Vietnamese legend says that the watermelon originated there in answer to the prayer of an exiled prince. But this fruit is so easy to love that it has been cultivated wherever it has traveled—watermelon seeds were found in Tutankhamen’s tomb, North African traders brought it to Europe by the 13th century, and it appears to have been adopted by Native Americans early in the history of their contact with Europeans.
As captured in its name, watermelon is mostly water—making it a refreshing treat and a somewhat portable source of hydration. It provides vitamin A, vitamin C, potassium, and some B vitamins.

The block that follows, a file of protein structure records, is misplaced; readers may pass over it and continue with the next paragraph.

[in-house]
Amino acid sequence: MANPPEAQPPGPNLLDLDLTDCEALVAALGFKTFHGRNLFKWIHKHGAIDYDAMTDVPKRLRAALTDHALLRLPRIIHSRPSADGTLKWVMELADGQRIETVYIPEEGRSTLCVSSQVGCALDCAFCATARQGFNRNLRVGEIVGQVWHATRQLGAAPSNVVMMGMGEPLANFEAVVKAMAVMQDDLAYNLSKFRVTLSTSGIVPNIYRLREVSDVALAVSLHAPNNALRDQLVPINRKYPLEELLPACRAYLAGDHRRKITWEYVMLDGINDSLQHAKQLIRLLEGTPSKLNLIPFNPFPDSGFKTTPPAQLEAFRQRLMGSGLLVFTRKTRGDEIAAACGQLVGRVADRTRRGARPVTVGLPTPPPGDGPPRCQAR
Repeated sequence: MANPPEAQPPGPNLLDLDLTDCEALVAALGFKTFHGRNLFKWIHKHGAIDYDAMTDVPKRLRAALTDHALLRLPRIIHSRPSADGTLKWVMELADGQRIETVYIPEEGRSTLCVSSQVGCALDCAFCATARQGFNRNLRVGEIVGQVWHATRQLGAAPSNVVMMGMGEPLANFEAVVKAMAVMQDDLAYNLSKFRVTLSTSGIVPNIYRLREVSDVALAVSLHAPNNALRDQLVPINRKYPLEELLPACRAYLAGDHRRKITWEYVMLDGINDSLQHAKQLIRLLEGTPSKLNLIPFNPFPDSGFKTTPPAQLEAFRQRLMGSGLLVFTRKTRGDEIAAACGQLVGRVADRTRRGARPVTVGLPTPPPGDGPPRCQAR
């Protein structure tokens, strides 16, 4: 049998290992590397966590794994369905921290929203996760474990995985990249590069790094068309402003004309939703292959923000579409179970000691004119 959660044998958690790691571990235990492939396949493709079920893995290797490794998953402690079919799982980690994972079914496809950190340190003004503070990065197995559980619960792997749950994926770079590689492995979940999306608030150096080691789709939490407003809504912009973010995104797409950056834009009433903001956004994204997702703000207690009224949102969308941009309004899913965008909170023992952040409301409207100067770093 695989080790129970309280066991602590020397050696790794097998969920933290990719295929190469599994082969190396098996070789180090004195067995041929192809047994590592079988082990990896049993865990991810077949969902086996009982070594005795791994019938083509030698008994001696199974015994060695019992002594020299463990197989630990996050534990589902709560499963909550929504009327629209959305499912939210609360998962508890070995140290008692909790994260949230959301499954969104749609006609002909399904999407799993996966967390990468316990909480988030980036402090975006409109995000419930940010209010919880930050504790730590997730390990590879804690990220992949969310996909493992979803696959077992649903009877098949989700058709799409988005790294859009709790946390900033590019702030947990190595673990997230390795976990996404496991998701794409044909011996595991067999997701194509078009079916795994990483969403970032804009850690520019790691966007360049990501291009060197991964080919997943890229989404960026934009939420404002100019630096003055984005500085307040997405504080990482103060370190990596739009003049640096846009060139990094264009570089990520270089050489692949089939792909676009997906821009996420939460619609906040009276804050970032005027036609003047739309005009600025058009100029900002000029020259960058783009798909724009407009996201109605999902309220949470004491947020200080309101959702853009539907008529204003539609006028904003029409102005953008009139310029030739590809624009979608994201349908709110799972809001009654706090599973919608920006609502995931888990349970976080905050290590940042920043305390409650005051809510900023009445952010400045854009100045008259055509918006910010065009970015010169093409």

Watermelon is also a rich source of lycopene, which is a phytochemical found in some red fruits and vegetables. (Lycopene is often regarded as the likely agent in the tomato’s apparent prevention of some cancers.) Watermelon rinds are a significant source of citrulline, which helps lower blood pressure by relaxing blood vessels.
Nutritional Facts :
One cup of raw watermelon pieces provides 51 calories, 11.5 g carbohydrate, 1 g protein, 0.7 g fat, 0.8 g dietary fiber, 586 IU vitamin A, 15 mg vitamin C, 4 mcg folic acid, 186 mg potassium, 3 mg sodium, 14 mg phosphorus, 13 mg calcium, and 18 mg magnesium.

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